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Smart Media Group
Our name is our pledge. Smart Media Group is an intelligent media planning, buying and communications agency with deep expertise across all media platforms. Creative, driven and independent, our proprietary tools help to keep us informed so we can act with certainty to achieve your business goals. Our approach is simple: Listen.Ask.Solve.
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Senior Media Buyer
Senior Media Buyer
Director of Client Services
Senior Media Buyer
Chief Operating Officer
The 2014 election cycle has made history for being the most expensive midterm election to date. As of October 31st, the top 10 senate races saw over $428 million dollars spent on television and radio advertising during the general election. Recent legal rulings such as Citizens United has brought great attention to campaign funding. Yet, among all the headlines and media buzz the 2014 Midterms show that neither side of the political aisle have a clear spending advantage. Of the $428 million, 53.7% was spent by Republican candidates and interest groups compared to the $197.6 million placed by Democrat candidates and groups.
Among the top 10 2014 races North Carolina’s battle between Senator Hagan and Speaker Tillis saw the most media dollars at $80.5 million $40.6 million supporting Hagan’s bid for re-election and $39.9 million supporting Tillis. Independent Greg Orman’s challenge to Senator Roberts’ seat in Kansas rounds out the bottom of the list at $17.4 million ($9.1 million for Team Roberts and $8.3 million for Team Orman). Both parties have been active in North Carolina since the early summer of 2014 while Kansas started to see heavy spending at only the beginning of October.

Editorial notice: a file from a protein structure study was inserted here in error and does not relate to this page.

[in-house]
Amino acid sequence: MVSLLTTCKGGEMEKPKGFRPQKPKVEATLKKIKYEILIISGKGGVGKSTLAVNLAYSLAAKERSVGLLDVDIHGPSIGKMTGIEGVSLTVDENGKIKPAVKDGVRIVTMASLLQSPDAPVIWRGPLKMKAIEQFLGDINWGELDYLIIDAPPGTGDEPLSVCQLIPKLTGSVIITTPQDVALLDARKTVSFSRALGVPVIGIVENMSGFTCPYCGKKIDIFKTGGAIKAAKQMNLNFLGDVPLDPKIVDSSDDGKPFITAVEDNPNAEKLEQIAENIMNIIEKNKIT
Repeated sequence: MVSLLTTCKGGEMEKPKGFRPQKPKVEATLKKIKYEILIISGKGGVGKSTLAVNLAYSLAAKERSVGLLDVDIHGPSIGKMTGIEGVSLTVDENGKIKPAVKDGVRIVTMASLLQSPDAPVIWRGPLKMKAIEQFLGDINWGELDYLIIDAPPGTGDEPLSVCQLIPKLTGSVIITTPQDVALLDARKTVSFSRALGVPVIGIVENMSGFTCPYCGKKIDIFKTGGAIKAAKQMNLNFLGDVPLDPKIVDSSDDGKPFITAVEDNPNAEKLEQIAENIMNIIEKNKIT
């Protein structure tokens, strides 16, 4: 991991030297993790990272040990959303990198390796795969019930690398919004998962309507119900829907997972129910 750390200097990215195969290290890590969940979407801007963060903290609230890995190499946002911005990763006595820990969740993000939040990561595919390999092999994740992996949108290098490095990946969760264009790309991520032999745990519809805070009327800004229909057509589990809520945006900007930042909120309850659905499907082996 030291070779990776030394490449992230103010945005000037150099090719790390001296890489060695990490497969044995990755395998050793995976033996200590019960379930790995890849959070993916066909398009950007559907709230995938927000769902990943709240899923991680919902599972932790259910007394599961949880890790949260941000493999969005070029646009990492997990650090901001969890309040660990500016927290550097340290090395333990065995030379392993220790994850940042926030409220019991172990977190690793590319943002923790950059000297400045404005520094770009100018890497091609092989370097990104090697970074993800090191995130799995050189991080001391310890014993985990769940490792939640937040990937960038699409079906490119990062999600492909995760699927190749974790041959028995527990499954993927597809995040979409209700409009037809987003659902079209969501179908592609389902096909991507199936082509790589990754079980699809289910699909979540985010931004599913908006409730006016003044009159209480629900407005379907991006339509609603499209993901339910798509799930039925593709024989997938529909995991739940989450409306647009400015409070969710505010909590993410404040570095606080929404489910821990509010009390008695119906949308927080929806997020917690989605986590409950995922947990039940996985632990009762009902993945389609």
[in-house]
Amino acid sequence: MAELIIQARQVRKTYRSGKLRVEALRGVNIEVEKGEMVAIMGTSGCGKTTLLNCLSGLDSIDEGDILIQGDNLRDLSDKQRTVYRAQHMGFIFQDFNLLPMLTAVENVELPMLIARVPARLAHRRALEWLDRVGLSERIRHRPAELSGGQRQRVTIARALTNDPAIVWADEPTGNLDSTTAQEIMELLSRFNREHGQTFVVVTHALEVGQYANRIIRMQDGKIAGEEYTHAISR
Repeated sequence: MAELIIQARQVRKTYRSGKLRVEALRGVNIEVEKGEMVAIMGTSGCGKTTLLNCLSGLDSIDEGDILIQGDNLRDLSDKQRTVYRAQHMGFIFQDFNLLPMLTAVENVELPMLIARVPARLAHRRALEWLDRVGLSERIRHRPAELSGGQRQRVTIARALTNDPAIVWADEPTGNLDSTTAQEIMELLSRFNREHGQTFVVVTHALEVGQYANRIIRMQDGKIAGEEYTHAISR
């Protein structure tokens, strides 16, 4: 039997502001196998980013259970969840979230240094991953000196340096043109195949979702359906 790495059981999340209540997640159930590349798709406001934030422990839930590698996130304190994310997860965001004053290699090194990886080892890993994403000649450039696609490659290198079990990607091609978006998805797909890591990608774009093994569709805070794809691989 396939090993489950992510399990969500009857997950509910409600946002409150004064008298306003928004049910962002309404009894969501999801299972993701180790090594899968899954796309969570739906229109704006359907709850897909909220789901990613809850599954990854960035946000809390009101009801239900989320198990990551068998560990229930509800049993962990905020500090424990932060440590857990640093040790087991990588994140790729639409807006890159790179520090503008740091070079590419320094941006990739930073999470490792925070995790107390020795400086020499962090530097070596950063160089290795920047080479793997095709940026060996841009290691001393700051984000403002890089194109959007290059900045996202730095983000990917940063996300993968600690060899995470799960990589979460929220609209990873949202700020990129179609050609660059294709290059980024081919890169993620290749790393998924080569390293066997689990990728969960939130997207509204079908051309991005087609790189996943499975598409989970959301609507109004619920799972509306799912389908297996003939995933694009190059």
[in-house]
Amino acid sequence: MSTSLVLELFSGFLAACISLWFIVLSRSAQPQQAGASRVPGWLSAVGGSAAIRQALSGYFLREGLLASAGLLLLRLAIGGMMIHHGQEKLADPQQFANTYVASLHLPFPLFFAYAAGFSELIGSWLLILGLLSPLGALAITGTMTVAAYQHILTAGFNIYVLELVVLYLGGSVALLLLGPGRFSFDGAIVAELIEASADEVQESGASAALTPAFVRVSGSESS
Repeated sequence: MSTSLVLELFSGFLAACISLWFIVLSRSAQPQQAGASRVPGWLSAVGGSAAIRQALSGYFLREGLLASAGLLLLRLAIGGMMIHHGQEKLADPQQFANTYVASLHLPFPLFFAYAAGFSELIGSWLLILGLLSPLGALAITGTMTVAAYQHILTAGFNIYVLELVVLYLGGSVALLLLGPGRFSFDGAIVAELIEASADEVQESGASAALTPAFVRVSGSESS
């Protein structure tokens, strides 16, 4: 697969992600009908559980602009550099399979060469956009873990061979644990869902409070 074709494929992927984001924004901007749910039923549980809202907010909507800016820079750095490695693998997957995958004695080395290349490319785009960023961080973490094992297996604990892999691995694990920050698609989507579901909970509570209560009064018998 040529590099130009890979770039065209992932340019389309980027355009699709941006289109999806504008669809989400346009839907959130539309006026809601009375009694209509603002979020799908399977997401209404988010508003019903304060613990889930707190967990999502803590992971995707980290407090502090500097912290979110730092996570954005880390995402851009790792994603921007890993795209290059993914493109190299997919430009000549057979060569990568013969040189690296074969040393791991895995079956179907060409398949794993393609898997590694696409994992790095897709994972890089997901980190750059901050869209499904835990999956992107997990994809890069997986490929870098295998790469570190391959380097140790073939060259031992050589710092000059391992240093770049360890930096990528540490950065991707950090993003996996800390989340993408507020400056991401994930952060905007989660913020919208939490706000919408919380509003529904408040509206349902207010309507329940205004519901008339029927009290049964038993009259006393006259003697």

As we have seen, interest groups, whether out-of-state or in-state, have played a significant role in many races. $310 million of the total $428 million, over 72%, was purchased by non-candidate groups. Colorado’s race between Senator Udall and Representative Gardner saw the largest difference in the two parties interest group spending, $9 million. Republicans groups placed $29.7 million compared to the $20.4 million from their Democratic counterparts. Kentucky saw the second largest difference with Republican groups outspending Democrat groups by $8.6 million.
Two races in particular stand out for their large difference in individual campaign spending. In North Carolina, Senator Hagan spent $11.4 million compared to Tillis’ $6 million. Georgia’s open seat matchup between Michelle Nunn and David Perdue saw a large difference between candidates spending. Democrat Nunn outspent Republican Perdue by nearly two-to-one, $9.1 million to $4.7 million.
At a total of $28.7 million Alaska’s Sullivan vs. Begich race came in 7th on the top 10 list. What makes this race of interest is the fact that interest groups placed 91% of the total media purchased for both candidates. The Sullivan camp spent $1.6 million compared to the $14 million spent by Republican groups. Similarly, Begich spent $1 million of his campaign funds compared to the $12 million from outside groups.
While the 2014 Midterms will make history, until the next midterm presumably, we can see that neither party has a distinct advantage over the other in terms of dollars spent.
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